Chronic pain continues to greatly impact American workers on a day-to-day basis. Recent data from the Center for Disease Control (CDC) suggests that 50.2 million or one in five Americans experience chronic pain most days or every day. Of this group experiencing chronic pain lies a subset of patients who experience high-impact chronic pain or intractable pain that severely interferes with everyday functions. According to Harvard researchers, nearly 10% of Americans suffer from intractable pain, including conditions such as sickle cell disease, major injury, cancer, hospice, and palliative care.
While the nation continues to combat the effects of the opioid epidemic, the workers’ compensation sphere is making progress. Since 2016 opioid spending declined by 62%. The Office of Workers’ Compensation Programs (OWCP) findings reveal that opioid use among injured workers in recent years witnessed a 59% overall decline and a 41% decrease in new opioid prescriptions as innovative alternative pain management treatments continue to evolve. However, for some Americans, particularly those with high-impact chronic pain, the presence of severe intractable pain is yet to be sufficiently mitigated by alternative therapies.
To ensure this subset of patients is able to receive the necessary medical care they require to perform everyday tasks and live in adequate comfort, a handful of state legislatures acted on this issue in 2022. Arizona (SB1162), Oklahoma (HB3073), and Rhode Island (SB384/HB5247) all enacted legislation so far this year that would allow patients with intractable pain to enter into medication dosage protocols with their providers allowing them to access higher dosages if necessary. Maryland (SB865) and Minnesota (SF3566) also gave consideration to similar legislation.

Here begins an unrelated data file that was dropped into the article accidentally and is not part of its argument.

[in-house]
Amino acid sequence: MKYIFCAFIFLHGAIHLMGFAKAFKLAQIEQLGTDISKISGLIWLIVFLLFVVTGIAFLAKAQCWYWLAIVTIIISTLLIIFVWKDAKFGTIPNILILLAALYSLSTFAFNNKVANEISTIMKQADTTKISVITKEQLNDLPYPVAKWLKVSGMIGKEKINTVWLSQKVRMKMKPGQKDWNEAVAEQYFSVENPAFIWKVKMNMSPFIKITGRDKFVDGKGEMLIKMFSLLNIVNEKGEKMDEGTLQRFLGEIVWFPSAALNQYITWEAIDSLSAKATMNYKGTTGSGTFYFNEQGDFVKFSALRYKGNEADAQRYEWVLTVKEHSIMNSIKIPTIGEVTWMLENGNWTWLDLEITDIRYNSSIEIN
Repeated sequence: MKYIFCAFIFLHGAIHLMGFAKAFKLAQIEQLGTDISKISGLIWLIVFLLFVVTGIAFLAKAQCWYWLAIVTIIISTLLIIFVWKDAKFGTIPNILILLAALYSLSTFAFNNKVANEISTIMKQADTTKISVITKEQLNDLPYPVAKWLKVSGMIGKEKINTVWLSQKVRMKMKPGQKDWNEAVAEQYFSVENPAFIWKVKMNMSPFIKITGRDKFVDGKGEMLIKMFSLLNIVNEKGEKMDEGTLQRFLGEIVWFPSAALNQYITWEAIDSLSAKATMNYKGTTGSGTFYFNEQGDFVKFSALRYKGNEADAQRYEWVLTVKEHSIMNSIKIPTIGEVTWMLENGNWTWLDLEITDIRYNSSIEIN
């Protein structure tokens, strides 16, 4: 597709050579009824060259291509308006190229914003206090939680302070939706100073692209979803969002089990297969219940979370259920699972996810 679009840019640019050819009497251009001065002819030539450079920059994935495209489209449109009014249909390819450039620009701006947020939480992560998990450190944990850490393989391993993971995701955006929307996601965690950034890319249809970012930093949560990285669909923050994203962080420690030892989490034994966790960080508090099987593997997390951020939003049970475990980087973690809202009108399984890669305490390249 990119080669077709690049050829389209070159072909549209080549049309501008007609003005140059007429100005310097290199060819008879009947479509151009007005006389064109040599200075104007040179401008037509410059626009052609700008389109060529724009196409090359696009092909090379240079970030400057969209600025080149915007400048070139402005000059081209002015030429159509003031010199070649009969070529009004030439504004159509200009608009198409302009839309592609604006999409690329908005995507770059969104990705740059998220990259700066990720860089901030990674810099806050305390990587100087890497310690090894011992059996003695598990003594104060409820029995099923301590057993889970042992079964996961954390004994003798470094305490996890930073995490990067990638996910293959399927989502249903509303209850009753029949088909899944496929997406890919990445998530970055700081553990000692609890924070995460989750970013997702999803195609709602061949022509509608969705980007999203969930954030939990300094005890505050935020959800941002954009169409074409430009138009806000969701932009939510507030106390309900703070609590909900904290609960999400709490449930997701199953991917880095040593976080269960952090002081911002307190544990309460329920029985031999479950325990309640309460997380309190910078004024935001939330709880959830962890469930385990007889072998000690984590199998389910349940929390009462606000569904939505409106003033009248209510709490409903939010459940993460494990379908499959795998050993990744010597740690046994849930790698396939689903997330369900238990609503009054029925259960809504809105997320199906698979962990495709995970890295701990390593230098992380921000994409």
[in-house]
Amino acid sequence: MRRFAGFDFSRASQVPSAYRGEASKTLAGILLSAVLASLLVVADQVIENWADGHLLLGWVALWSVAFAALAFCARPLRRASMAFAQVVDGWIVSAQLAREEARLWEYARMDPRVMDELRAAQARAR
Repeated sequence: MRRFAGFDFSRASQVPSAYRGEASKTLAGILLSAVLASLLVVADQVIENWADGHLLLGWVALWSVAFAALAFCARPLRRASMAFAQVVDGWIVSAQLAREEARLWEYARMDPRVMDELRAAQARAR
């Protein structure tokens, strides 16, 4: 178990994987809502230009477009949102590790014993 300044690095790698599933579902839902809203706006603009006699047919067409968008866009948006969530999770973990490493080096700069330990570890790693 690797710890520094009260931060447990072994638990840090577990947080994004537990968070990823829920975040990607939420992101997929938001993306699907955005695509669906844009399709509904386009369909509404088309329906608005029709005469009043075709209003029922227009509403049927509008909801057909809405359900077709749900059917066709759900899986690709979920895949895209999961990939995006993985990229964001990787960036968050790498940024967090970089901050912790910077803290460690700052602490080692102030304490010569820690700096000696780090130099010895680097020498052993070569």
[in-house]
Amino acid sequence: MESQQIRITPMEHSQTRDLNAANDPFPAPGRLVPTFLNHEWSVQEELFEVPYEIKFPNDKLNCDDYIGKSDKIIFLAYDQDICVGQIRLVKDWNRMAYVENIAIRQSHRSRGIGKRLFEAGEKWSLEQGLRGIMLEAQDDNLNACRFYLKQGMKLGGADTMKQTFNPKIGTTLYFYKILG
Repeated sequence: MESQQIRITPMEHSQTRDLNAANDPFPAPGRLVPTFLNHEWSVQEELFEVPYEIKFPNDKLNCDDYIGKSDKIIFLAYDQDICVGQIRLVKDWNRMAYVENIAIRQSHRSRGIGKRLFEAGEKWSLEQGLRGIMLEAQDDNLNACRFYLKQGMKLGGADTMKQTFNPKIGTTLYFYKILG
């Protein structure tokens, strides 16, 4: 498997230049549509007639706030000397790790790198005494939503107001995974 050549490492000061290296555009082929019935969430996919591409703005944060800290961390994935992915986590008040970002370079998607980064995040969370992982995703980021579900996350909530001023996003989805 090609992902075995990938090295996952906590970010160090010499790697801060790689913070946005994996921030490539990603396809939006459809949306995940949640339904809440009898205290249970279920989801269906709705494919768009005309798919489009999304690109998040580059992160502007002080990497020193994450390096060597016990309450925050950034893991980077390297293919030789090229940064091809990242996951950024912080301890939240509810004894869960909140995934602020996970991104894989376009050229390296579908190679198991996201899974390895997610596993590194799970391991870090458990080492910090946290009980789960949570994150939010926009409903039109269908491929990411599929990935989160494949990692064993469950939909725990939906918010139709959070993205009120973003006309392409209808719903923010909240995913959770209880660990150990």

2022 Enacted Changes
- Oklahoma added sickle cell disease to the list of conditions that qualify for intractable pain treatment.
- Arizona and Rhode Island’s legislation comprehensively allows intractable pain prescription protocols for patients that qualify in their respective states.
Expanding medication access to intractable pain populations garnered significant attention following the 2016 CDC opioid guidelines. Pain management advocates say the agency’s initial restrictive guidance pushed providers to greatly limit or even stop prescribing opioids to those managing chronic pain for fear of legal prosecution. Medical experts, including those who originally authored the 2016 guidance, say the sudden shift away from opioids for patients with long-term pain potentially increased unnecessary suffering and the risk of suicide.
Although states may be expanding medication access to those with intractable pain, new developments from the Center are creating optimism for pain management supporters. CDC officials released their latest guidance regarding opioids which most pain management supporters see as “a step in the right direction.” The agency no longer lists specific limits on the dose/duration of an opioid prescription and promotes a best judgment practices approach for clinicians giving providers the ability to best tailor medications to their patient’s unique needs. For those with intractable pain, state and federal decisions are beginning to bring some relief to a patient population that routinely may have been overlooked.